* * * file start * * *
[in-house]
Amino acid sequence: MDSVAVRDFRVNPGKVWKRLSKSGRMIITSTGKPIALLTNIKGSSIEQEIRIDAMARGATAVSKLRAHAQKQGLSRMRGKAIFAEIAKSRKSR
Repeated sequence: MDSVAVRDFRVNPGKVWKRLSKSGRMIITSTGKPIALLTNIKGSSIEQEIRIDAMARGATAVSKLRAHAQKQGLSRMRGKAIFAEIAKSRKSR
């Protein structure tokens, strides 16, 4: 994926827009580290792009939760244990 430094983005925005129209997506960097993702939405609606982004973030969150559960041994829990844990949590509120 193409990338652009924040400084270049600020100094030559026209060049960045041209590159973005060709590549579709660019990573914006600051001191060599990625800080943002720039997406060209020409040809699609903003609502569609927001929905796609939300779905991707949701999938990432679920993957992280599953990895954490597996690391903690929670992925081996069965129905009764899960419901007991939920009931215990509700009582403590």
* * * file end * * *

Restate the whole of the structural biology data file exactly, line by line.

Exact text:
[in-house]
Amino acid sequence: MDSVAVRDFRVNPGKVWKRLSKSGRMIITSTGKPIALLTNIKGSSIEQEIRIDAMARGATAVSKLRAHAQKQGLSRMRGKAIFAEIAKSRKSR
Repeated sequence: MDSVAVRDFRVNPGKVWKRLSKSGRMIITSTGKPIALLTNIKGSSIEQEIRIDAMARGATAVSKLRAHAQKQGLSRMRGKAIFAEIAKSRKSR
């Protein structure tokens, strides 16, 4: 994926827009580290792009939760244990 430094983005925005129209997506960097993702939405609606982004973030969150559960041994829990844990949590509120 193409990338652009924040400084270049600020100094030559026209060049960045041209590159973005060709590549579709660019990573914006600051001191060599990625800080943002720039997406060209020409040809699609903003609502569609927001929905796609939300779905991707949701999938990432679920993957992280599953990895954490597996690391903690929670992925081996069965129905009764899960419901007991939920009931215990509700009582403590």